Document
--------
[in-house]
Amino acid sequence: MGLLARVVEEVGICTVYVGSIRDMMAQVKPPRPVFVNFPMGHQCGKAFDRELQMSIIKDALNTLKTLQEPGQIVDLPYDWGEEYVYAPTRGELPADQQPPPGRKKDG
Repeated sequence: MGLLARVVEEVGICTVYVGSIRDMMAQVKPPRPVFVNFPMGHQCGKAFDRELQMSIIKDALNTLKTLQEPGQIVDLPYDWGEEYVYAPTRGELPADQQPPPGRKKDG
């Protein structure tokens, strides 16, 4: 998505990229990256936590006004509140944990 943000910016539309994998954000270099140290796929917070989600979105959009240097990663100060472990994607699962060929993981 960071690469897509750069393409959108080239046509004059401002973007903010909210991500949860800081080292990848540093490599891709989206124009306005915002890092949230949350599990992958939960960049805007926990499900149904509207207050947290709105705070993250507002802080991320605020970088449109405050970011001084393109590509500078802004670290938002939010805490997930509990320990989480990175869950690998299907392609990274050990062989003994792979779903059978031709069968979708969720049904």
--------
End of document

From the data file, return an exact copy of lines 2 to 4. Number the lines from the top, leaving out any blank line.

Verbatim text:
Amino acid sequence: MGLLARVVEEVGICTVYVGSIRDMMAQVKPPRPVFVNFPMGHQCGKAFDRELQMSIIKDALNTLKTLQEPGQIVDLPYDWGEEYVYAPTRGELPADQQPPPGRKKDG
Repeated sequence: MGLLARVVEEVGICTVYVGSIRDMMAQVKPPRPVFVNFPMGHQCGKAFDRELQMSIIKDALNTLKTLQEPGQIVDLPYDWGEEYVYAPTRGELPADQQPPPGRKKDG
């Protein structure tokens, strides 16, 4: 998505990229990256936590006004509140944990 943000910016539309994998954000270099140290796929917070989600979105959009240097990663100060472990994607699962060929993981 960071690469897509750069393409959108080239046509004059401002973007903010909210991500949860800081080292990848540093490599891709989206124009306005915002890092949230949350599990992958939960960049805007926990499900149904509207207050947290709105705070993250507002802080991320605020970088449109405050970011001084393109590509500078802004670290938002939010805490997930509990320990989480990175869950690998299907392609990274050990062989003994792979779903059978031709069968979708969720049904």